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  18. In Defense of Wishful Thinking: James, Quine, Emotions, and the Web of Belief.Alexander Klein - 2017 - In Sarin Marchetti & Maria Baghramian (eds.), Pragmatism and the European Traditions: Encounters with Analytic Philosophy and Phenomenology Before the Great Divide. London and New York: Routledge. pp. 228-250.
    What is W. V. O. Quine’s relationship to classical pragmatism? Although he resists the comparison to William James in particular, commentators have seen an affinity between his “web of belief” model of theory confirmation and James’s claim that our beliefs form a “stock” that faces new experience as a corporate body. I argue that the similarity is only superficial. James thinks our web of beliefs should be responsive not just to perceptual but also to emotional experiences in some cases; Quine (...)
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  19. Does There Exist a Need for a ‘New’ Educational Ideal of Rationality? The Crossroads between Transhumanism and Israel Scheffler’s Conception of Critical Thinking.Paloma Castillo - 2023 - Encyclopaideia: Journal of Phenomenology and Education 27 (66):49-61.
    This article reflects on whether today, there is a need for a ‘new’ educational ideal of rationality. To articulate that objective, a critical analysis is made of the pedagogical ideas underlying two conflicting trends: transhumanism and critical thinking. First, the distinctive identity of the transhumanist philosophical movement is examined in terms of its partial ascription to, and, given its attempts to overcome it, its renunciation of Humanism. In the face of the apparent promises and pitfalls that techno-science portends for (...)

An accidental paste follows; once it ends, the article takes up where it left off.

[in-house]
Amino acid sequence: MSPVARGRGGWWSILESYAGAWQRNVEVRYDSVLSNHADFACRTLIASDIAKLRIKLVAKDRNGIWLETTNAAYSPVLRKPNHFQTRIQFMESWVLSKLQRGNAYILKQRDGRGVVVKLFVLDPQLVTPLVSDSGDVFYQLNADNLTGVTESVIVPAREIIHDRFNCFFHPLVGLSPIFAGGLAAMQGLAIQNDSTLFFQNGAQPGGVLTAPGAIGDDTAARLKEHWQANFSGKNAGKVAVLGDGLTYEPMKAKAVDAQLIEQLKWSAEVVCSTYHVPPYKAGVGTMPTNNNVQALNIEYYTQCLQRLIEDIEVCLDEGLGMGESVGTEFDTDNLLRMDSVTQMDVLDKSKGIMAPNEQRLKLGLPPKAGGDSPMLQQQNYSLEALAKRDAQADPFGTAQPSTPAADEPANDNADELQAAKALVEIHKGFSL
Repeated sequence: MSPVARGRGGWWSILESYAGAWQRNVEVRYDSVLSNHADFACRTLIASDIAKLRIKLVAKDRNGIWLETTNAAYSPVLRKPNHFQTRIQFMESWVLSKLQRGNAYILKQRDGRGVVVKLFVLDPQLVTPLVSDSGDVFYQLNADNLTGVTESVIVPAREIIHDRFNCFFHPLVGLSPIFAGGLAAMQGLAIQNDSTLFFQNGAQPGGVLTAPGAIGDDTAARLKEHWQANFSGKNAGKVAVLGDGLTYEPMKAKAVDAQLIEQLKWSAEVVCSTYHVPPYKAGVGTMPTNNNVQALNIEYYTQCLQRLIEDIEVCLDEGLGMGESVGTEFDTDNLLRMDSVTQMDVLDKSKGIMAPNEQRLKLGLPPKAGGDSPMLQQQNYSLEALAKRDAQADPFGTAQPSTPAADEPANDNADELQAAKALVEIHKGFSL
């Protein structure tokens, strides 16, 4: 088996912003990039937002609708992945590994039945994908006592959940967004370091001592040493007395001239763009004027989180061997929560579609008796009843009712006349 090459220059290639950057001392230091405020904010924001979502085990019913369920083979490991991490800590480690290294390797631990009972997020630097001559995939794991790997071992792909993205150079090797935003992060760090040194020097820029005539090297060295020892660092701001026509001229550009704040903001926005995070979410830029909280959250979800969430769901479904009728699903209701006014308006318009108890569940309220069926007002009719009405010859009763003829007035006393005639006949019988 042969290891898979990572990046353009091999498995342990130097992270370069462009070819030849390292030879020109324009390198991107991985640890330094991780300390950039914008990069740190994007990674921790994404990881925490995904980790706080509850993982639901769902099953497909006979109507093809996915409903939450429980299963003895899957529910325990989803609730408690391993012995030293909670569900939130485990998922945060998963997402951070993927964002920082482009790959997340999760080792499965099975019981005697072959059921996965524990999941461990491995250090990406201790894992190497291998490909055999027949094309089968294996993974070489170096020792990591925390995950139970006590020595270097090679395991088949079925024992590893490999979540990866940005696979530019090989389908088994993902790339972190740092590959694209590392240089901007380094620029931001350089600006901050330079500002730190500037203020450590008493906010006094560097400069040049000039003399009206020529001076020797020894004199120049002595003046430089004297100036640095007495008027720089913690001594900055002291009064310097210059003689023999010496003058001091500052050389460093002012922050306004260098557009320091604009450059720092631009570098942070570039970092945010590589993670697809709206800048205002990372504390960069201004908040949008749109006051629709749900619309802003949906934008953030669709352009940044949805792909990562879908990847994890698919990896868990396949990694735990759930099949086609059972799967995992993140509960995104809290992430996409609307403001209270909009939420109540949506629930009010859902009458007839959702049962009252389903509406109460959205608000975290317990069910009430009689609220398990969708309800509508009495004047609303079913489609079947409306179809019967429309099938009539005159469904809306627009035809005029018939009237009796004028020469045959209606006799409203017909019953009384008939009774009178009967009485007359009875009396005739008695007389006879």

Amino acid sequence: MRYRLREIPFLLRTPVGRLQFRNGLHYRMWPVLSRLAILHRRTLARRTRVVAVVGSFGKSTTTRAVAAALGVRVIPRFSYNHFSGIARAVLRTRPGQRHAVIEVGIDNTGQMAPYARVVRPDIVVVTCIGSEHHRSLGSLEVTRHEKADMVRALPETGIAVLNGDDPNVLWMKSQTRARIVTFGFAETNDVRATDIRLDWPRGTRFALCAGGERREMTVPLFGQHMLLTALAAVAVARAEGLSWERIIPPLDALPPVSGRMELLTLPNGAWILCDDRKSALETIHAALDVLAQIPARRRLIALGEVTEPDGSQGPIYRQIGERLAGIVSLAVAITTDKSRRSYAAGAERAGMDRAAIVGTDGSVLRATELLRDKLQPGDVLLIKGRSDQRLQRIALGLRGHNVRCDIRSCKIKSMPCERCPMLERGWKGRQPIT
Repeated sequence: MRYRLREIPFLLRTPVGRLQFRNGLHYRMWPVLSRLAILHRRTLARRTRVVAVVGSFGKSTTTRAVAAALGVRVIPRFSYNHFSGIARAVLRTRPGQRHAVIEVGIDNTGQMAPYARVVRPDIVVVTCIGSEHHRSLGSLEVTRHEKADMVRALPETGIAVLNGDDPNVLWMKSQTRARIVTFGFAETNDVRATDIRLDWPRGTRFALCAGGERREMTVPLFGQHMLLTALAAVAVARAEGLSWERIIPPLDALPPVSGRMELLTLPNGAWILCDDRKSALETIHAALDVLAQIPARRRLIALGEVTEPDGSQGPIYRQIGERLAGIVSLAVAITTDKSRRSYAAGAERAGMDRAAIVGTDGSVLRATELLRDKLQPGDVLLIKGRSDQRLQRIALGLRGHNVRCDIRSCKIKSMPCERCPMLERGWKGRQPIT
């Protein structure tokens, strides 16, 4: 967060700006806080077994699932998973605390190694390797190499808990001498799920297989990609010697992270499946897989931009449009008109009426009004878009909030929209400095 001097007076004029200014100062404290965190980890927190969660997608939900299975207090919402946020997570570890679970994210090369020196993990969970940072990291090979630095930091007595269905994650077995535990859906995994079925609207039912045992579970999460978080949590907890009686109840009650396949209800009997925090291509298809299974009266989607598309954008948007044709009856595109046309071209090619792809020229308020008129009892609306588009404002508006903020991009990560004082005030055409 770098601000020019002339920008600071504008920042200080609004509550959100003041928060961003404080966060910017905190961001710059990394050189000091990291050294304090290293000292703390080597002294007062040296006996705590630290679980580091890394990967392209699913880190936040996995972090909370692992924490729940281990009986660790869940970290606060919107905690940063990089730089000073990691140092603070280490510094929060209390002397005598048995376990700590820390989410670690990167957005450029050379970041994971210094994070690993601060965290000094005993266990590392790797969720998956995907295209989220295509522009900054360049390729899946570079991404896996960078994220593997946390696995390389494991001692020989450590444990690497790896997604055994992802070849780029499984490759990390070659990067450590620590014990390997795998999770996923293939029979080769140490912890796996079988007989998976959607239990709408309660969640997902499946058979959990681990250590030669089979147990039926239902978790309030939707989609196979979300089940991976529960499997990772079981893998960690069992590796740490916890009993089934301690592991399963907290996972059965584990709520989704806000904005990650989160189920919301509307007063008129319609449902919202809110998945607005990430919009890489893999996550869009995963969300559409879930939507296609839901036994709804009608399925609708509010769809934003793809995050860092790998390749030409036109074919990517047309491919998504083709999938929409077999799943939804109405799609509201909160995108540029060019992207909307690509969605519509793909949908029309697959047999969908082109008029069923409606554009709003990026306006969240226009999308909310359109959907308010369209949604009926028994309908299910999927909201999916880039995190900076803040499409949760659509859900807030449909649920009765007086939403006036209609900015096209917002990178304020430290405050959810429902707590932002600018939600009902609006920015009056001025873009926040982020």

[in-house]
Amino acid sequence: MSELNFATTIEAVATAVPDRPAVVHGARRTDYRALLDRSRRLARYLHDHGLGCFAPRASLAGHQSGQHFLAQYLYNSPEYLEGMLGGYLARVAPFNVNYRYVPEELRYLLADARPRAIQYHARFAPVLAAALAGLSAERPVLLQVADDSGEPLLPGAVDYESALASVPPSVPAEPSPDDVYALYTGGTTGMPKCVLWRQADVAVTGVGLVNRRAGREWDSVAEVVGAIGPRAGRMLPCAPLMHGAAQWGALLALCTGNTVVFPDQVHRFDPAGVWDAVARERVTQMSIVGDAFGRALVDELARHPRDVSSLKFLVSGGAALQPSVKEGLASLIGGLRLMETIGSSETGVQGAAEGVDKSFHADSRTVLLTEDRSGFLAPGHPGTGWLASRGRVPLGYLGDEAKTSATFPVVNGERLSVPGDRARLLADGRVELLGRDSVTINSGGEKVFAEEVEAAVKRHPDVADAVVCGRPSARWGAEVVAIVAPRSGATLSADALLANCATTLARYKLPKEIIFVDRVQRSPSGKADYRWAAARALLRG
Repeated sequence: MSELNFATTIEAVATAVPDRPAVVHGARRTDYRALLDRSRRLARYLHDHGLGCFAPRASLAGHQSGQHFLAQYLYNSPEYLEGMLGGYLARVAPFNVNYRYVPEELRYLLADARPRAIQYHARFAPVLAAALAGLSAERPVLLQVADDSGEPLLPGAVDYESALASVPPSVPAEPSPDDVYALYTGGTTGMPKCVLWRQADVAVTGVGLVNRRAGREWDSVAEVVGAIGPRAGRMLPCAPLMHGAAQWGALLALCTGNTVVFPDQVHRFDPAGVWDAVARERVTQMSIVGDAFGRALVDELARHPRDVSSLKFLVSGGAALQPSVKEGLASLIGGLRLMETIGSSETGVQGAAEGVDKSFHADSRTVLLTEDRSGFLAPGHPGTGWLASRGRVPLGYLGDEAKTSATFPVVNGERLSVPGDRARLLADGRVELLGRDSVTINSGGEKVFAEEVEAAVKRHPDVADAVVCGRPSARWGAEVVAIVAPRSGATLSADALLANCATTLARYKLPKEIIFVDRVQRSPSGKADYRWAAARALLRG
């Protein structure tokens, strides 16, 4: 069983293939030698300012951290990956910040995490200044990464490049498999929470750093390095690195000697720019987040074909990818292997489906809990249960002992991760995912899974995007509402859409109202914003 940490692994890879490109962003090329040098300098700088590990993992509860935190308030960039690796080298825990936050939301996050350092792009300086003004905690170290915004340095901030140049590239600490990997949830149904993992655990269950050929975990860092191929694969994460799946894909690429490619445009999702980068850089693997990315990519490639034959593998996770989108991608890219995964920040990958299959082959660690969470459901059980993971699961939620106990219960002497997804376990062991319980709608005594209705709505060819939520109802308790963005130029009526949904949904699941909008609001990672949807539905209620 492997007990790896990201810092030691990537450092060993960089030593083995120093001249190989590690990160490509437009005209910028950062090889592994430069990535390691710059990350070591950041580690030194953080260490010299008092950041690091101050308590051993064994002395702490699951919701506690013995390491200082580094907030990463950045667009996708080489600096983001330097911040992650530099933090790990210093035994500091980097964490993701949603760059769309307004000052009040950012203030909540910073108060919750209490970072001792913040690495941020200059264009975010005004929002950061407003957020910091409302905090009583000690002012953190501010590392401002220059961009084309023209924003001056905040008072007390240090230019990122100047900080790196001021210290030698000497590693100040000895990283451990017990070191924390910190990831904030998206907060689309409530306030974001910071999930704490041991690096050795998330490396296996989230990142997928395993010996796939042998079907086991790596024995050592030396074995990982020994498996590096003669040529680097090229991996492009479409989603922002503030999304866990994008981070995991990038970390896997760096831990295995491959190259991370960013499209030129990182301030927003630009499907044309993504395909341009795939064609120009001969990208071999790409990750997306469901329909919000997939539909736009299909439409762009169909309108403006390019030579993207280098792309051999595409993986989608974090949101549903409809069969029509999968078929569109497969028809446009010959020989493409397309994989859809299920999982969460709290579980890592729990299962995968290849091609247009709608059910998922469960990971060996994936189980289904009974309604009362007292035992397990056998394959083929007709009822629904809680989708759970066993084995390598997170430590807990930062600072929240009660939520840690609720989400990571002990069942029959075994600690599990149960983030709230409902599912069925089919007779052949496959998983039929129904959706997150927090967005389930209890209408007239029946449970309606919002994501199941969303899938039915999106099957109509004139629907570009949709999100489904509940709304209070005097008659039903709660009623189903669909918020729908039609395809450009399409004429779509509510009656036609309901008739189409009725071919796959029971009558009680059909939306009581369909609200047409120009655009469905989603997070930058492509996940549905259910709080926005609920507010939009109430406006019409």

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  20. On Sellars’s Analytic-Kantian Conception of Categories as Classifying Conceptual Roles.James O'Shea - forthcoming - In Javier Cumpa (ed.), Categorial Ontologies: From Realism to Eliminativism. Routledge.
    ABSTRACT: I argue that Sellars’s metaconceptual theory of the categories exemplifies and extends a long line of nominalistic thinking about the nature of the categories from Ockham and Kant to the Tractatus and Carnap, and that this theory is far more central than has generally been realized to each of Sellars’s most famous and enduring philosophical conceptions: the myth of the given, the logical space of reasons, and resolving the ostensible clash between the manifest and scientific images of the (...)
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  21. Freeing Aristotelian Epagōgē from “Prior Analytics” II 23.John P. McCaskey - 2007 - Apeiron 40 (4):345-374.
    Since at least late antiquity, Aristotle’s Prior Analytics B 23 has been misread. Aristotle does not think that an induction is a syllogism made good by complete enumeration. The confusion can be eliminated by considering the nature of the surviving text and watching very closely Aristotle’s moving back and forth between “induction” and “syllogism from induction.” Though he does move freely between them, the two are not synonyms.
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  22. Think Into the Place of the Other: The Crealectic Approach to Philosophical Health and Care.de Miranda Luis - 2021 - International Journal for Philosophical Practice 7 (1):89-103.
    The present article introduces eight empirically-tested concepts that guide the crealectic practice of philosophical counseling: philosophical health, deep listening, the Creal, the possible, imparadisation, deep orientation, eudynamia , and mental heroism. The crealectic framework is grounded on a process-philosophy axiom of absolute possibility and continuous cosmological and cosmopolitical creation, termed "Creal". The approach also posits that there are three complementary modes of intelligence, namely analytic, dialectic, and crealectic, the balance of which is necessary to live a healthy human life. Beyond (...)
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  23. Implications of Counterfactual Structure for Creative Generation and Analytical Problem Solving.Keith Markman, Matthew Lindberg, Laura Kray & Adam Galinsky - 2007 - Personality and Social Psychology Bulletin 33 (3):312-324.